Trial Lawyers' Quid Pro Quo

Here comes the payback for the trial lawyers. When I say that taking away the tax hammer from the politicians in Washington, which is exactly what would happen if the FairTax were to become law, there is one other change for the better that the FairTax would do. It would end the manipulation of the tax code to favor special interests, like what Democrats in Washington are trying to do today for their most favored group of lobbyists, trial lawyers.

It’s about senate bill  S.437. Its purpose is to amend the Internal Revenue Code to allow attorneys a tax deduction in the current taxable year for reimbursable expenses and court costs which they pay or incur in connection with contingency fee cases.

It is not a coincidence that tort reform is not mentioned in Washington by Democrats when it comes to reducing costs of health care. Its absence in the health care bills, both real and imagined, is no accident. S.437 demonstrates just how much the administration is in bed with the slip-and-fall lobby.  And look who they get to sponsor it, Sen. Arlen Specter (D-PA).  Also note that Mel Martinez (R-FL) is one of eight primary sponsors.

Tough economic times are usually no problem for trial lawyers. Pain, suffering and liability abound even in a bad economy. Vioxx, defective products, bad hip replacement joints, video games that “cause” violence, perhaps even foods that “make” people fat — you name it.

Even so, the trial lawyer lobby is looking for a bailout of sorts. In exchange for the billion dollars that the legal profession has contributed to lawmakers since 1990 — the vast majority of it to Democrats — trial lawyers are gunning for a tax break that applies only to them, worth some $1.6 billion.

Their top lobbyist, Linda Lipsen of the American Association for Justice, remarked at a recent conference in San Francisco that the provision would have to be attached to another bill.

“You cannot have a stand-alone bill to help lawyers,” she explained, “so we have to tuck it into something.”{emphasis added}

So watch for the bill that they try to hide it in. It will most likely be a bill, like all others we’ve witnessed since January 20th of this year, that will be touted as an emergency. Another of those that won’t be read and shoved down America’s collective throat.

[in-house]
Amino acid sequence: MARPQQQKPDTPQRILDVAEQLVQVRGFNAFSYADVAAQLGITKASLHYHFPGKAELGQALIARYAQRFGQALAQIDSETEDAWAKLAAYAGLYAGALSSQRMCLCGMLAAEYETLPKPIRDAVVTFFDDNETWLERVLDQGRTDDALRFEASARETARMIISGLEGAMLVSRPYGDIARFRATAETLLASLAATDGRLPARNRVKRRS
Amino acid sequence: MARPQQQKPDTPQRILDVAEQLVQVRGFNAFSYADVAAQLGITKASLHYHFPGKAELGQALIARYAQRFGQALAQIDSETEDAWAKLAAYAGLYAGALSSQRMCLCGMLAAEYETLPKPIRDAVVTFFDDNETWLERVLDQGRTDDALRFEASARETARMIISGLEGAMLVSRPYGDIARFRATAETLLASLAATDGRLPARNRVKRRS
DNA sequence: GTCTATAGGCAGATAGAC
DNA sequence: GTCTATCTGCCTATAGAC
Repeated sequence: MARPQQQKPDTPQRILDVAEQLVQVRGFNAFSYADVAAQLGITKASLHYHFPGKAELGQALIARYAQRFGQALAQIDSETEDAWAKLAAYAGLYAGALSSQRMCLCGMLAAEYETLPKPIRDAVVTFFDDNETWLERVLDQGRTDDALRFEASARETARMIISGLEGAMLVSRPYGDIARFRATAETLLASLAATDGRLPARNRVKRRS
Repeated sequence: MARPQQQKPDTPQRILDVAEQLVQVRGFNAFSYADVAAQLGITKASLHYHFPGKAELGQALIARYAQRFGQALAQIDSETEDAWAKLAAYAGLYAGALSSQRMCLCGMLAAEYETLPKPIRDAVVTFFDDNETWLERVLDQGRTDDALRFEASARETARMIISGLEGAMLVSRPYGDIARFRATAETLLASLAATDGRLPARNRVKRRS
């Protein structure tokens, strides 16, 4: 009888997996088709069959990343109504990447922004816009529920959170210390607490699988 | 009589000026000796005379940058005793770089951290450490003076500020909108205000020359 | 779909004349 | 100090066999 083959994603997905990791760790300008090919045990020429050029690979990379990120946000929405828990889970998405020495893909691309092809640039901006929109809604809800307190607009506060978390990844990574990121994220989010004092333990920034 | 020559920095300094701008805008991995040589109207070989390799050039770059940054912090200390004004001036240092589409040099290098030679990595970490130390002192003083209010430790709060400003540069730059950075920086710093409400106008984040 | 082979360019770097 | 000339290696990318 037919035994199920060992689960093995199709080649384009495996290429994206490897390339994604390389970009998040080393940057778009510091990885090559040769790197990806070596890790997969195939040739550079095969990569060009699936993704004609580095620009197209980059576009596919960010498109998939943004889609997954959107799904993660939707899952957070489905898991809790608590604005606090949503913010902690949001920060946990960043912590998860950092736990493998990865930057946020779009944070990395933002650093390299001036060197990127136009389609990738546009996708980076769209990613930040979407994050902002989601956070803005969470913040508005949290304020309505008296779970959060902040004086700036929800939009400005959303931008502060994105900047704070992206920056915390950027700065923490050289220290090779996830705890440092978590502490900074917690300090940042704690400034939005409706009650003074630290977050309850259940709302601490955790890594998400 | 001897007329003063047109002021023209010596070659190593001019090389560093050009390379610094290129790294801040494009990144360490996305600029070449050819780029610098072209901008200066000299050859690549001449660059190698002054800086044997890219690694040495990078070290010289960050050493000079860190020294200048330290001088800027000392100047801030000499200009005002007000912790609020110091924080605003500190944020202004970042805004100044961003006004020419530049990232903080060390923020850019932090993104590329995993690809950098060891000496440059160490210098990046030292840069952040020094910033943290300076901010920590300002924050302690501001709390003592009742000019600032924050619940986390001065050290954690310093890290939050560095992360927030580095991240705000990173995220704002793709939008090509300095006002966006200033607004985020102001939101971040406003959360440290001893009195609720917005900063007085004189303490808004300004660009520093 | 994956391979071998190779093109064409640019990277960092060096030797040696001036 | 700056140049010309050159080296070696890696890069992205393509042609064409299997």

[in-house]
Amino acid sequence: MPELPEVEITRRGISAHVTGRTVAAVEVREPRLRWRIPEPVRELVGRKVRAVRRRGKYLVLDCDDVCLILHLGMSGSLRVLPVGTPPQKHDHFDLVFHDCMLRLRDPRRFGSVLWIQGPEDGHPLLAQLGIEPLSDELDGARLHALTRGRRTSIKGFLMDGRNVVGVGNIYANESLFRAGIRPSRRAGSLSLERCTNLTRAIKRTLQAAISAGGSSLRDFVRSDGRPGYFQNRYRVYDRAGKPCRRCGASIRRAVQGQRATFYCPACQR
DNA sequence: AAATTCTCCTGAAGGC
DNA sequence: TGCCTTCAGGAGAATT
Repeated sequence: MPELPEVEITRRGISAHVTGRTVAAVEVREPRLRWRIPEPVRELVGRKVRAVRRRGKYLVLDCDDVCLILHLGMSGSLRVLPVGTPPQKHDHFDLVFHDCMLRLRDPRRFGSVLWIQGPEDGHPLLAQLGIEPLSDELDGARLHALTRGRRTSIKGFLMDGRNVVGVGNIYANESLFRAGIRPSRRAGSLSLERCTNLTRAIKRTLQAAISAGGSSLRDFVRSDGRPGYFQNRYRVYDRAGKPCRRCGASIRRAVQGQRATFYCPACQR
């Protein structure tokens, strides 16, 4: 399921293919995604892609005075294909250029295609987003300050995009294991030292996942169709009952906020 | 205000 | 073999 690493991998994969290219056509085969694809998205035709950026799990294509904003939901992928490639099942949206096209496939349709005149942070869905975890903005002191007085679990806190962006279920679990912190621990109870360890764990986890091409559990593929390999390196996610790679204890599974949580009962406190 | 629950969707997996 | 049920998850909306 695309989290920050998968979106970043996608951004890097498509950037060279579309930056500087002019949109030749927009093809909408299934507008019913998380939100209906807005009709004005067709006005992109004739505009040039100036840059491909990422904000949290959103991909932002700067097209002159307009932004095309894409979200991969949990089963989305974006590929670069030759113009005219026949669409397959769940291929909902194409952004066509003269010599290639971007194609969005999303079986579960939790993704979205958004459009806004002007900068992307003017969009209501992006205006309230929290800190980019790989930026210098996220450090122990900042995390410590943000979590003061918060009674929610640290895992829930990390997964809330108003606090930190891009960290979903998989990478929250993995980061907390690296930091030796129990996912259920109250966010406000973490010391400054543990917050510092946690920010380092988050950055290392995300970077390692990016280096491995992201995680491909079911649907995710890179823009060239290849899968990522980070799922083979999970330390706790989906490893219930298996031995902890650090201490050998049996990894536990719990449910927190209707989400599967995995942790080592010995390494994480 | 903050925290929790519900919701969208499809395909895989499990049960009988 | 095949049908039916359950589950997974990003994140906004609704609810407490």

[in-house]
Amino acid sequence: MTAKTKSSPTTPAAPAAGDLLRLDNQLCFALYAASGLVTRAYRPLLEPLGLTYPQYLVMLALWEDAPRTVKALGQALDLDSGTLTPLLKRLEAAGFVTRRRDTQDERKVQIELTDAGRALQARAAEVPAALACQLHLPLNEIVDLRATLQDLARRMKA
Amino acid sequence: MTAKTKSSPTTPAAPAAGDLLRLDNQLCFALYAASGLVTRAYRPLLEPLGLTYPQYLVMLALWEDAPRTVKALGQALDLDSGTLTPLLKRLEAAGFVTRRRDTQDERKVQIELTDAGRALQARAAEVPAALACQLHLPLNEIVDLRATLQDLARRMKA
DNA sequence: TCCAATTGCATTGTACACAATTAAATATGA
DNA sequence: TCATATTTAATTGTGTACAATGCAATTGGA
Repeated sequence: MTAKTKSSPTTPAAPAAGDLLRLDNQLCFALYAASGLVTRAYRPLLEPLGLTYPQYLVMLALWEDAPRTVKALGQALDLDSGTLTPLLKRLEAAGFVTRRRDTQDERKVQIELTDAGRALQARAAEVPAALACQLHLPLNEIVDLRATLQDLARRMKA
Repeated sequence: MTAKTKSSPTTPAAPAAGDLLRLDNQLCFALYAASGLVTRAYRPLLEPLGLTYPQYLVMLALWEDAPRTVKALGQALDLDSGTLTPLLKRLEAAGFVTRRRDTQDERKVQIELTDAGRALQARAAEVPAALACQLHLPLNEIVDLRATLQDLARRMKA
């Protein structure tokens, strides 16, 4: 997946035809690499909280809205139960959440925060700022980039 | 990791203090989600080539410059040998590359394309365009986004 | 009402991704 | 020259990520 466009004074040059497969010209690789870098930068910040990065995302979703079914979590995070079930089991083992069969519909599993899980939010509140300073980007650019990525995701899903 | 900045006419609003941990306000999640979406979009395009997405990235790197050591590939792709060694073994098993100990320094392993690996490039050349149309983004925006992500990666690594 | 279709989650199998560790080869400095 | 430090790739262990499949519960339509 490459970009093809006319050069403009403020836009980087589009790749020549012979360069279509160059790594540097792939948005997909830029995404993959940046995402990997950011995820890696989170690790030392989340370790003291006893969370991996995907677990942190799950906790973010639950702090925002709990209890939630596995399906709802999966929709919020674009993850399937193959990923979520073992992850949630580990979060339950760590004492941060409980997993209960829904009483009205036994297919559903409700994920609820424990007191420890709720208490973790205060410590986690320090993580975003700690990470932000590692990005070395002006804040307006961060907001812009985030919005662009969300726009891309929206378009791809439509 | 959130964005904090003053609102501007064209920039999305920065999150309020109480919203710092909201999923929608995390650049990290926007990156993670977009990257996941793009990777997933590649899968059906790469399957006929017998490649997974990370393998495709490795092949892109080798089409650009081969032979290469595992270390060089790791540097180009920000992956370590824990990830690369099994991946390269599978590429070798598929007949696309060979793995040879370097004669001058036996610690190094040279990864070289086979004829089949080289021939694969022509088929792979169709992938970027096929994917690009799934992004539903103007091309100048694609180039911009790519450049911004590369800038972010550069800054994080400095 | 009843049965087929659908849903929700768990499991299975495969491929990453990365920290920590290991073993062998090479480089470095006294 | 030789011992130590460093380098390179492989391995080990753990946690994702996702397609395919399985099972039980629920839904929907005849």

Everybody gets their payback in Obama’s administration. Especially the  lobbyists he said he would distance himself from when he was a candidate. You simply have to wait your turn. AIG, Freddie and Fannie, Wall Street, the UAW, and now the trial lawyers.

Where is the quid? Well, aside from the billion dollars of donations since 1990, there is this . . .

An Examiner analysis of National Law Journal’s “2008 Plaintiff’s Hot List ” shows that in the first six months of 2009, employees of the top 15 trial firms contributed $636,305 to federal politicians and political action committees.

Only $4,875 of that went to Republicans, meaning that trial lawyers at the nation’s top firms are giving more than 99 percent Democratic this year. Similarly, AAJ’s PAC gave Democrats 96 percent of its $627,000 in contributions in the first half of this year.

Trial lawyers are concentrating on the Senate, with the top 15 firms giving $236,000 to the Democratic Senatorial Campaign Committee and $54,000 to Senate Majority Leader Harry Reid, D-Nev., a former trial lawyer who faces a potentially difficult re-election. Reid collected $978,000 from the legal industry as a whole between January and June.

You may have heard a lawyer joke or two. Like 99% of lawyers give the rest of them a bad name. It’s hard to engender any sympathy for the slip-and-fall, mass tort class of attorneys when . . .

Their political standard-bearer, former Sen. John Edwards, admitted to cheating on his cancer-stricken wife, and is being investigated for his presidential campaign’s $100,000 payment to his mistress.

Last spring, four senior partners of Milberg Weiss, formerly New York’s pre-eminent class action securities firm, were fined and imprisoned for bribing plaintiffs in cases that had netted them $250 million in fees. (The firm since reorganized, and its remaining partners and employees have made $36,537 in political contributions this year, all to Democrats.)

And Dickie Scruggs of Mississippi, a master trial lawyer and architect of the billion-dollar tobacco settlement in 1998, received a seven-year prison sentence earlier this year for bribing a judge.

related link:  Trial lawyers’ gun for their own loophole

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